Karsten: That’s an interesting and meaty question. I’d actually take a step back and look at how the nature of influence is changing and expanding too. AR functions are embedded in their organizations with other functions as well. There’s a general value chain. And if you work your way back from the customer side: Buying has changed, which means selling has changed. That changes sales enablement, it changes marketing and messaging, and if you go all the way back to innovation, that changes that too. All those changes require passive or active adjustments. And those adjustments impact, and could require some form of influence from, AR. 

But getting back to influencers vs. analysts, or whether to combine the two: I honestly think that’s a program-by-program decision in AR. Without a doubt, if you don’t have some kind of connective tissue between your efforts across functions — regardless of who owns those efforts — then that’s a miss, especially when many organizations still don’t distinguish clearly enough between ownership and outcomes. 

At any rate, what organizations have to do is see whether a specific influencer has a measurable value that’s higher than the total cost of engaging with them. And if they have that measurable value, the organization has to consider a relationship. Then, depending on the nature of the specific influencer and what you want to leverage them for, that’s the decision criteria for internal responsibility. You’d look at: Is this more of an AR application, brand amplification for marketing, or a sales enablement play? 

While the mechanics of good AR translate to working with thought-leadership-type influencers, I don’t think they translate well to marketing-amplification-type influencers. Plus, every AR program leader has to map their efforts against how they’re measured and how they want to evolve their program over time — as well against how they’re staffed and skilled currently.

This is all an evolving area, which is why the space is so interesting. And what that means for AR programs is that they need to keep a bead on change and ideally stay ahead. This is a real options theory moment for AR — what bets can you place now that give you meaningful maneuvering room down the line? If you’ve paid that maneuvering room forward to your future self and you’re clear on how other functions see value, you can now work from a much stronger position to meet them where they are at.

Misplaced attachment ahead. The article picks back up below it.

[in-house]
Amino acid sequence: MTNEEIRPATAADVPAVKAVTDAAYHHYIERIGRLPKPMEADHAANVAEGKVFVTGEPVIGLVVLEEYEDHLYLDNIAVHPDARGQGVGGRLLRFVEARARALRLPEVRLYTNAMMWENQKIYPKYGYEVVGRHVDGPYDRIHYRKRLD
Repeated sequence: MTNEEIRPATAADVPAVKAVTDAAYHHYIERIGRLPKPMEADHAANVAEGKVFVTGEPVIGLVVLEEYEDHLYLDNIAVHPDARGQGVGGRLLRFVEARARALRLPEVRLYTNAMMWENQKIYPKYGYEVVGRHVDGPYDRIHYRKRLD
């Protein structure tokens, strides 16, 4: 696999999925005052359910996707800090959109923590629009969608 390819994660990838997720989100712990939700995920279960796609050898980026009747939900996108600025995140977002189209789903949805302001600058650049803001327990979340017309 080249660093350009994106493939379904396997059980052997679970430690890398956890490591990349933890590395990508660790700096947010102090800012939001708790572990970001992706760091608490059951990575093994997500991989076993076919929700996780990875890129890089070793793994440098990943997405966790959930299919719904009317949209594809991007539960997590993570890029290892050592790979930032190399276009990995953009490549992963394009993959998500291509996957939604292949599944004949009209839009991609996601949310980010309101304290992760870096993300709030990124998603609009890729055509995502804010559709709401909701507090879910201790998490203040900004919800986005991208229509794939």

Q: What do you like to do in your free time?

Karsten: What is free time? No, just kidding. One of the reasons why we structure work the way we do at Forge & Refine is to make sure we can balance all the things that matter.

As far as what I love doing: I write a lot about anything and everything. It’s as much compulsion as it is a hobby. I do a regular LinkedIn post on Fridays called Friday Nonsense (recent example on organizational hope here) that is terrible and I recommend no one read.

I love ideas and thinking about things, how they fit together and whether they’ll work or not. My wife Laura [the other co-founder of Forge & Refine, and a former Gartner analyst] and I have a really good ideation thing going; it’s the core around which we’ve built our business.

I also need time outside. Like most of us, I spend a lot of time staring at screens, so getting outdoors positively impacts a lot of areas in my life. When I’m outside, I enjoy running slowly for long distances and long periods of time. I’ve run marathons in the past and currently have some longer distances I’m training for. It’s one of those good mental space types of activities. I used to run a lot with music, but don’t anymore, and I’ve found I really like the quiet and solitude. Going back to ideation — I’ll write a blog post or hash out some idea in my head during a run, often without realizing I’m doing it.

I’m a music junkie, too. I love vinyl. There’s something about music: how it can change the way I feel at the drop of a needle or augment how I’m feeling when I want to amplify that. I also used to be a punk rock drummer — a lousy but very enthusiastic one — and go to shows whenever I can.

Q: Are there other AR experts you’d recommend as resources to our readers and potential “Profiles in AR” subjects? 

Karsten: The first person who comes to mind is Ray Upton, who just retired. I love that guy — big brain and big heart. Cathy Mullaney at Verizon is an excellent strategic thinker and human; I enjoy working with her tremendously. Steve Armstrong at AWS — I don’t know him that well, but every time I see him, he’ll offhand drop some nugget that gets me rethinking something. I’d also add Holly Barnett, who recently started her own AR consulting practice. She’s been a go-to sparring partner for me for more years than either of us would care to admit to. There are many, many others, but I doubt anyone wants a Part III in this series.


Many thanks to Karsten for sharing his insights and experiences. If you’d like to connect with Karsten, you can reach him on LinkedIn